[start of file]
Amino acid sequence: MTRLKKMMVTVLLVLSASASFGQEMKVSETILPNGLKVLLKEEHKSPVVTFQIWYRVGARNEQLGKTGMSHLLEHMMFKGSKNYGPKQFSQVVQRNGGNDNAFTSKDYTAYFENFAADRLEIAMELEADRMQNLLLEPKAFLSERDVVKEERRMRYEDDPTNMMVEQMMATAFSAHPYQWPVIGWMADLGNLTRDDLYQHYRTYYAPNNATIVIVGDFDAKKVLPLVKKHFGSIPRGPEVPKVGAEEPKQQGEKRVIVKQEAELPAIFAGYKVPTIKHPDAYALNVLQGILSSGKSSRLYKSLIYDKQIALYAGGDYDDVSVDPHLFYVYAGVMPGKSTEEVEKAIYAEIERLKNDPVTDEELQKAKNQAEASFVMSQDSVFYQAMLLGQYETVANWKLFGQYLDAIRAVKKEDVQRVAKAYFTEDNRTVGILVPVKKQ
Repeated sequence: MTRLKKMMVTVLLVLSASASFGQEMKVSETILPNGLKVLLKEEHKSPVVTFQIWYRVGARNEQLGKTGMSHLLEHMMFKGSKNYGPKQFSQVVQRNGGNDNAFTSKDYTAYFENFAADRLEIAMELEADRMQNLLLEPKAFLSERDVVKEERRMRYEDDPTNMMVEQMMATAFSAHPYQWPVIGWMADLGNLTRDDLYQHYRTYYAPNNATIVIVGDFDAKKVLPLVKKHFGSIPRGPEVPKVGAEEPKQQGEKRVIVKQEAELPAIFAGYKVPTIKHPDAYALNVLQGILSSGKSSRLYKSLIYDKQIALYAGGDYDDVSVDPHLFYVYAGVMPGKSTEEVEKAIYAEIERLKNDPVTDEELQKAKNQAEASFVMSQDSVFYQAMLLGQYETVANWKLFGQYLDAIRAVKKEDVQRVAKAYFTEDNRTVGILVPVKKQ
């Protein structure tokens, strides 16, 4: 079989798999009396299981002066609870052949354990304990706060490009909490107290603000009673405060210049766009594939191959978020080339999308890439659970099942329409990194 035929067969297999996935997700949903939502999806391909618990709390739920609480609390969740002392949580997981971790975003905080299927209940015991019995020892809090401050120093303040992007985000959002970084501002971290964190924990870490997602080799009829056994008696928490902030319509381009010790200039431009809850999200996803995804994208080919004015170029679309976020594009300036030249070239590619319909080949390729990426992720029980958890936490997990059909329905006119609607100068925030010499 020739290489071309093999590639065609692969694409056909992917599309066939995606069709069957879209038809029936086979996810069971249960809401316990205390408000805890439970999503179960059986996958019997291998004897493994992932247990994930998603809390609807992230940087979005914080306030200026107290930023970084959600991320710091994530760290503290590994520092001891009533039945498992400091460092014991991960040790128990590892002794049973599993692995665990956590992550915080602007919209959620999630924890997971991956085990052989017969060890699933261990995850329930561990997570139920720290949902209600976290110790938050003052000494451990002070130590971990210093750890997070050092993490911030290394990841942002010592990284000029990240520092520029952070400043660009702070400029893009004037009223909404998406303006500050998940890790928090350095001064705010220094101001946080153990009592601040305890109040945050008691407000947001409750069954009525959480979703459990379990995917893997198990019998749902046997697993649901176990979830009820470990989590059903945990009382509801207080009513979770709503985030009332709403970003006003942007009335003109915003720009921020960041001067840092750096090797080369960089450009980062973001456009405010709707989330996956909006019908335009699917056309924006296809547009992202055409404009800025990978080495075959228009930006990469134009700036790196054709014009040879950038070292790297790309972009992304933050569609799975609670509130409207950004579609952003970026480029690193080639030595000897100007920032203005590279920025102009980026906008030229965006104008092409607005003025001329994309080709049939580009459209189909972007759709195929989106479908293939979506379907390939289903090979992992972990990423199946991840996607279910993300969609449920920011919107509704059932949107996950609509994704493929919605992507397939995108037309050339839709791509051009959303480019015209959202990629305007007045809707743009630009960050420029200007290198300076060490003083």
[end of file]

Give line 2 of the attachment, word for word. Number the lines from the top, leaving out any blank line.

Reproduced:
Repeated sequence: MTRLKKMMVTVLLVLSASASFGQEMKVSETILPNGLKVLLKEEHKSPVVTFQIWYRVGARNEQLGKTGMSHLLEHMMFKGSKNYGPKQFSQVVQRNGGNDNAFTSKDYTAYFENFAADRLEIAMELEADRMQNLLLEPKAFLSERDVVKEERRMRYEDDPTNMMVEQMMATAFSAHPYQWPVIGWMADLGNLTRDDLYQHYRTYYAPNNATIVIVGDFDAKKVLPLVKKHFGSIPRGPEVPKVGAEEPKQQGEKRVIVKQEAELPAIFAGYKVPTIKHPDAYALNVLQGILSSGKSSRLYKSLIYDKQIALYAGGDYDDVSVDPHLFYVYAGVMPGKSTEEVEKAIYAEIERLKNDPVTDEELQKAKNQAEASFVMSQDSVFYQAMLLGQYETVANWKLFGQYLDAIRAVKKEDVQRVAKAYFTEDNRTVGILVPVKKQ